- Rusty Faucets – Rusty or sticky faucets can easily be remedied with a quick replacement. Many styles are available, ranging from as little as $11.75 for a basic model to as much as $1,600 for a high-end design.
- Aesthetics – If your countertops look rough, your sink probably will too. New tile on the countertop surrounding your sink will make a remarkable difference. A new backsplash will also give your countertops an additional shot of style. Tile types vary widely so be sure your design fits your budget.
- Doesn’t Hold Water – If the water drains out of your basin even after you’ve engaged the stopper, a simple cleaning may be all that’s needed.
Repairing A Sink Stopper
How the Stopper Works
When you lift the plunger at the back of your faucet (called a stopper rod) a small system of levers pulls the stopper down and secures it in place. A rubber o-ring completes the seal, holding water in your basin.
Cleaning and Repair
- Clear everything from under your sink to give yourself ample working room.
- Your drainpipe will have a retaining nut attached to a horizontal pivot rod. Loosen the retaining nut and remove the horizontal pivot rod.
- The opposite end of the horizontal pivot rod connects to a vertical bar with holes called the clevis. Indicate where the rod connects to the clevis with a permanent marker.
- Mark where the clevis screw connects to the stopper rod. Loosen the screw to remove the clevis and soak the clevis and horizontal pivot rod in a mild cleaning solution or vinegar.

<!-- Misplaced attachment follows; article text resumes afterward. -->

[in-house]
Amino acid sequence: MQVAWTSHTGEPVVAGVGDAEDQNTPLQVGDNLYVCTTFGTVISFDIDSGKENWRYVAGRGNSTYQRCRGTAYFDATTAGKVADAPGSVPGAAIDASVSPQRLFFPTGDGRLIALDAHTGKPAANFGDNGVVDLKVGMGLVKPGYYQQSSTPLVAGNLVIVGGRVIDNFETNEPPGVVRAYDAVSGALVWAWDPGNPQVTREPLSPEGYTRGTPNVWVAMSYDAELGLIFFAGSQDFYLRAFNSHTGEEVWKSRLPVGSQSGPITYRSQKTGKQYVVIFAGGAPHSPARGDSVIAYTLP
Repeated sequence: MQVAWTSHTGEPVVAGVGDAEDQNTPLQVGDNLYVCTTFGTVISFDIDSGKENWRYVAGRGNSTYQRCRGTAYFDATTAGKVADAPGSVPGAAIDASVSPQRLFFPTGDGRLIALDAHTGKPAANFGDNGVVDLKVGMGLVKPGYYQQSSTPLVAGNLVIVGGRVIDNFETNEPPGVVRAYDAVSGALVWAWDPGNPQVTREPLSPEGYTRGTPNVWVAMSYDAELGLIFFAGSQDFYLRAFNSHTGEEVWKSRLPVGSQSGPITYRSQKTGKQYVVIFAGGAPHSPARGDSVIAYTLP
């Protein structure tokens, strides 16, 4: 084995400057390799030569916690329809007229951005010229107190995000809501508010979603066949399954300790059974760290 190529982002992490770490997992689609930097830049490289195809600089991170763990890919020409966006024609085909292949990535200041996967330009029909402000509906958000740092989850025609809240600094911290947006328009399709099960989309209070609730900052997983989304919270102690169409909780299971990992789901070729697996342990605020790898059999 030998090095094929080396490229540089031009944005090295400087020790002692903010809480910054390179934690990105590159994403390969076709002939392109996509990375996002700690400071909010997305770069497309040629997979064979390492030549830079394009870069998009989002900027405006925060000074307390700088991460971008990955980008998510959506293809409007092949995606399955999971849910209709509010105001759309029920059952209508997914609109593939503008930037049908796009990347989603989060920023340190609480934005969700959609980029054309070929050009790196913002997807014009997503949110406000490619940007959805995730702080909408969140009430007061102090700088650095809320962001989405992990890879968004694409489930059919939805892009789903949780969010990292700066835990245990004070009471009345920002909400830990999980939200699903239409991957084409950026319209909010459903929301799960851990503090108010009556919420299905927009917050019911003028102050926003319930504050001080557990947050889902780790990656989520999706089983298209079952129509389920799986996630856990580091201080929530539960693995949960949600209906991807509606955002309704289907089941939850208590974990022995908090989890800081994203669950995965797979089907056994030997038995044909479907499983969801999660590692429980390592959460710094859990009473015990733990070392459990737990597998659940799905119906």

- Lift the stopper out of the basin and inspect the O-ring beneath the stopper head. If the O-ring is brittle or cracked, replace it. Rinse and the stopper with a mild cleaning solution.
- Reattach the clevis to the stopper rod, tightening the clevis screw just enough to hold it in place. Reattach the horizontal pivot rod to the clevis according to your previous mark. When you pull the stopper, make sure the entire system moves.
- Tighten the retaining nut at the drainpipe, ensuring the horizontal pivot rod still moves freely. (Too tight and the rod won’t move.)
- Loosen the clevis screw and pull up on the stopper rod, pulling the stopper down onto the drain.
- Slide the clevis screw as far up the stopper rod as you can and tighten.
- Fill your basin and check for leaks. If you notice water draining, adjust the clevis screw and retaining nut respectively until you achieve a satisfactory seal.
Drain repair may seem simple, but if done incorrectly, you could face costly repairs in the future. If you decide to tackle this project on your own, here a few tips to ensure your sink repair is a success:
- If It Doesn’t Fit, Don’t Force It – Especially when working with plastic (PVC) piping, forcing a fit with incorrect sizing will cause joints to weaken and crack. Breaks in piping will very quickly become leaks (which will require further repairs in addition to your original task).
- If It’s Stuck, Don’t Force It – Prying on pipes is a bad idea. Plumbing is interconnected, meaning that unnecessary prying will damage your entire system (even behind your wall). It’s better to work gently, bracing the other pipes if possible. Soft tapping with a hammer will loosen a stuck piece if combined with a thread lubricant.
- Plumber’s Tape Is Not A Sealant – Plumber’s tape is a strip of metal used for supporting pipes. Thread seal tape (also known as plumber’s tape as well) refers to a strip of thin, PTFE tape used to help threads join securely. Thread seal tape combats leaks but is no substitute for plumber’s putty.
- More Tape Isn’t More Sealing – Thread seal tape should only be wrapped around threads three times. Any more than three will compromise the seal.